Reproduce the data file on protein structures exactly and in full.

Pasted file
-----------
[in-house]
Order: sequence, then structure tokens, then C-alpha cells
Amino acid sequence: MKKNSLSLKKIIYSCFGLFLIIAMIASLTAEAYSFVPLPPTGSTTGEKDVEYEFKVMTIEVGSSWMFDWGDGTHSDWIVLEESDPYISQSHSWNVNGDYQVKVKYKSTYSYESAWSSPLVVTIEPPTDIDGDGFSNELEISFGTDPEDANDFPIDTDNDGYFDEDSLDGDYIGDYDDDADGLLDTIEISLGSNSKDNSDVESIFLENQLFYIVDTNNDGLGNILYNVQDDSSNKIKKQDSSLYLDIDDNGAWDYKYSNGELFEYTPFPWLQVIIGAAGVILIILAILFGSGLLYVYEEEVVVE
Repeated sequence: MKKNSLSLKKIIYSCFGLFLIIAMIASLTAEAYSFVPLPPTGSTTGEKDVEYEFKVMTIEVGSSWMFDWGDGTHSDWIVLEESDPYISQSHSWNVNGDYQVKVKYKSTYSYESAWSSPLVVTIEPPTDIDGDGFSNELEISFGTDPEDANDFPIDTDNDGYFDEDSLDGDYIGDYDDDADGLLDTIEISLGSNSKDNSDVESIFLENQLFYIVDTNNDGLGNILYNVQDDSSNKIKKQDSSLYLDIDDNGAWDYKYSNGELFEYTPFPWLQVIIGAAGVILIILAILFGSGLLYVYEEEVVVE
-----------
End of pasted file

[in-house]
Order: sequence, then structure tokens, then C-alpha cells
Amino acid sequence: MKKNSLSLKKIIYSCFGLFLIIAMIASLTAEAYSFVPLPPTGSTTGEKDVEYEFKVMTIEVGSSWMFDWGDGTHSDWIVLEESDPYISQSHSWNVNGDYQVKVKYKSTYSYESAWSSPLVVTIEPPTDIDGDGFSNELEISFGTDPEDANDFPIDTDNDGYFDEDSLDGDYIGDYDDDADGLLDTIEISLGSNSKDNSDVESIFLENQLFYIVDTNNDGLGNILYNVQDDSSNKIKKQDSSLYLDIDDNGAWDYKYSNGELFEYTPFPWLQVIIGAAGVILIILAILFGSGLLYVYEEEVVVE
Repeated sequence: MKKNSLSLKKIIYSCFGLFLIIAMIASLTAEAYSFVPLPPTGSTTGEKDVEYEFKVMTIEVGSSWMFDWGDGTHSDWIVLEESDPYISQSHSWNVNGDYQVKVKYKSTYSYESAWSSPLVVTIEPPTDIDGDGFSNELEISFGTDPEDANDFPIDTDNDGYFDEDSLDGDYIGDYDDDADGLLDTIEISLGSNSKDNSDVESIFLENQLFYIVDTNNDGLGNILYNVQDDSSNKIKKQDSSLYLDIDDNGAWDYKYSNGELFEYTPFPWLQVIIGAAGVILIILAILFGSGLLYVYEEEVVVE